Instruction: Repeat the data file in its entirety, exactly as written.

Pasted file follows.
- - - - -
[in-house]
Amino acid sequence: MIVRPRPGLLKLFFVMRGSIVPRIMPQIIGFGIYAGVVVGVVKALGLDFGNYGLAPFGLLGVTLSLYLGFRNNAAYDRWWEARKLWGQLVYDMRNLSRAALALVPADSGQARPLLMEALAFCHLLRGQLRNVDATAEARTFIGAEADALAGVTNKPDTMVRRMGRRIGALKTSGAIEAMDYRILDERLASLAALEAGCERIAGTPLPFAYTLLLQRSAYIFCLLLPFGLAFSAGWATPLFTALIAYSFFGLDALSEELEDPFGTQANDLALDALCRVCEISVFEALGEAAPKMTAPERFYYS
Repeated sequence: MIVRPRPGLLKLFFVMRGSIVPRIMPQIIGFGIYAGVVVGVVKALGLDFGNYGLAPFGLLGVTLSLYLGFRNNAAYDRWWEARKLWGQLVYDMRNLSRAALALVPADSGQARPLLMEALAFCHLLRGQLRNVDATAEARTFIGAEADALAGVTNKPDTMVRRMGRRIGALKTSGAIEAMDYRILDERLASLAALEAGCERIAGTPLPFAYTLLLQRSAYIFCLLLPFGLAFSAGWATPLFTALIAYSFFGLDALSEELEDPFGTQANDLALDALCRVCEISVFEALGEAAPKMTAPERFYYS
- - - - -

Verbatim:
[in-house]
Amino acid sequence: MIVRPRPGLLKLFFVMRGSIVPRIMPQIIGFGIYAGVVVGVVKALGLDFGNYGLAPFGLLGVTLSLYLGFRNNAAYDRWWEARKLWGQLVYDMRNLSRAALALVPADSGQARPLLMEALAFCHLLRGQLRNVDATAEARTFIGAEADALAGVTNKPDTMVRRMGRRIGALKTSGAIEAMDYRILDERLASLAALEAGCERIAGTPLPFAYTLLLQRSAYIFCLLLPFGLAFSAGWATPLFTALIAYSFFGLDALSEELEDPFGTQANDLALDALCRVCEISVFEALGEAAPKMTAPERFYYS
Repeated sequence: MIVRPRPGLLKLFFVMRGSIVPRIMPQIIGFGIYAGVVVGVVKALGLDFGNYGLAPFGLLGVTLSLYLGFRNNAAYDRWWEARKLWGQLVYDMRNLSRAALALVPADSGQARPLLMEALAFCHLLRGQLRNVDATAEARTFIGAEADALAGVTNKPDTMVRRMGRRIGALKTSGAIEAMDYRILDERLASLAALEAGCERIAGTPLPFAYTLLLQRSAYIFCLLLPFGLAFSAGWATPLFTALIAYSFFGLDALSEELEDPFGTQANDLALDALCRVCEISVFEALGEAAPKMTAPERFYYS